Article 22: Color Translation


In the Caribbean, designs are colorful and can range from whimsical to sophisticated.  Outsiders may find it charming and relaxing but sometimes do not realize how functional this design actually is and how it helps create bliss.

One might wonder how the use of so many bright colors and color combinations work in a tropical environment, but if you bring them back to the northern United States, Europe, or Canada it seems out of place and can be even obnoxious. This has to do with the intensity of the sunlight and the surrounding environment. Bright, intense light and highly saturated colors work well in tropical environments, and the colors need to be brighter or they appear washed out. The environment around the architecture and interiors blend well with these color combinations due to also brightly colored birds, flora, and turquoise sea. Living on a glacier formed lake in the Northern part of United States we have beautiful shades of blue and green, but these colors are of low saturation, such as the great grey heron and the slate blues and deep emeralds of the lake. These colors work well in a four season environment, but would be washed out in the desert or tropics and might appear even depressing elsewhere.

The use of white walls and can be fresh and clean on hot and sunny intense days and the use of bright colors connects the outside with the inside. In the shadows created by intense sunlight creates grays with great depth. Many times white walls may seem sterile in the northern parts of the world since they create grays and whites in the same tones and do not have great contrast.

So if you like the tropical colors and live in a northern place, do not despair, here is my advice to create a cheerful design. Study and take photographs of the Caribbean colors and design. After you have come to understand which colors and combination you enjoy, break it down to the basics, such as “I love the orange and yellow color combinations and use of woods in the interiors”. You than can start translating it into the right colors for your location. For example, bright orange and yellow paint chips saturation needs to be cut in accordance to the level of intensity of sunlight. Let us just say the sun is 30% less intense, so a color that is orange but is 30% less saturated would look similar in orange in northern location as one 30% more saturated on the southern one. Good news is you can use the orange and yellow combo in northern states but maybe not as bright as the original color because it is not necessary, since it will appear the same color with less saturation.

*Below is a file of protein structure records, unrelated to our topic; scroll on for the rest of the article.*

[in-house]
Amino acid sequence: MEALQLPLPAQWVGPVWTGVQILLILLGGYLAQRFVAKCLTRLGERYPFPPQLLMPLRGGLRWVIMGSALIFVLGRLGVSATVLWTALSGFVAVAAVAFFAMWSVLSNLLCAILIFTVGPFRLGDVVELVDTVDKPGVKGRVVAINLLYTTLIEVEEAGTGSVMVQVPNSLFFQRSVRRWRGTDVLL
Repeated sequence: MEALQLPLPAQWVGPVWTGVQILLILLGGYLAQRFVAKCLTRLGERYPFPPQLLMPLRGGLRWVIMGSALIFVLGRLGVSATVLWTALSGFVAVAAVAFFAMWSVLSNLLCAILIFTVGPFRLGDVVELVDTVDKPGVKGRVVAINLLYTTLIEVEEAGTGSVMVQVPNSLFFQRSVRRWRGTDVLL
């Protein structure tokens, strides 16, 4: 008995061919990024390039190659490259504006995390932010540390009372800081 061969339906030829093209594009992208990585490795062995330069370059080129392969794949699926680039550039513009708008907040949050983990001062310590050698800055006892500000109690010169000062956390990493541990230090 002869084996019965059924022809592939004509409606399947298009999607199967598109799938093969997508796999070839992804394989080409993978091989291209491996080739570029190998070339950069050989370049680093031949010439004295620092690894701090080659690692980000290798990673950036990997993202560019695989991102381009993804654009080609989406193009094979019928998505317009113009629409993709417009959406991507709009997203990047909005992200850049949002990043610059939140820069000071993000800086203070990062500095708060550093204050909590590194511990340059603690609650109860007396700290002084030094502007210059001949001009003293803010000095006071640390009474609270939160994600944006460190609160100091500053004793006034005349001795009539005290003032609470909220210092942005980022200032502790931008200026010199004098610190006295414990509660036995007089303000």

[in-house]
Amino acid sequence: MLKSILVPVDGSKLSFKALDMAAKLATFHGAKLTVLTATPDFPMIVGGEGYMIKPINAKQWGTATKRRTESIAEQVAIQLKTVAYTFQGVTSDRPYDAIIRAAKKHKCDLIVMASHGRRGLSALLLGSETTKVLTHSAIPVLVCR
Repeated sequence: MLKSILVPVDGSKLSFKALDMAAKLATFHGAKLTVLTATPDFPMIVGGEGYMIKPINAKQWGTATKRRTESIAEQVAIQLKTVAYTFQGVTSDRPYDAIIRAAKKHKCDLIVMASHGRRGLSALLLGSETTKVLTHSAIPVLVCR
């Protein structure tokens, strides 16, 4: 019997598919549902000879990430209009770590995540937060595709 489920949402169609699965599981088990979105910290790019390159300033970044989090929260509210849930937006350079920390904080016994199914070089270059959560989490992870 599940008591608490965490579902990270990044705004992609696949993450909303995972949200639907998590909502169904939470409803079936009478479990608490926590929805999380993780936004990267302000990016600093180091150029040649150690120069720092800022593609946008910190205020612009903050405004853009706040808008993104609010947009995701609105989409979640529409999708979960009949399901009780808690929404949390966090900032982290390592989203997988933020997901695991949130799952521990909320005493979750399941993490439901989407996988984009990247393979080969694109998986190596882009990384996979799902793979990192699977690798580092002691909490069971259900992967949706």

You can also start looking at bright colored flora in that location. Asters are bright yellow, but if you compare them to yellow tropical plants they might not seem pure bright yellow, even though when you see them in a field of grass they appear pure bright yellow. The same with oranges, a great tiger lily of the northern states will not be as bright and strong as a tropical orange fruit. Refer back to nature and you will be surprised on how nature has created perfect color combinations for each particular area of the world. As you become more aware and learn more about translating colors, then even a tropical turquoise and desert earth tones can be used elsewhere, and create a feeling of being elsewhere, but not overpowering and clashing with the local environment.

Have fun and good luck on this color adventure and challenge!


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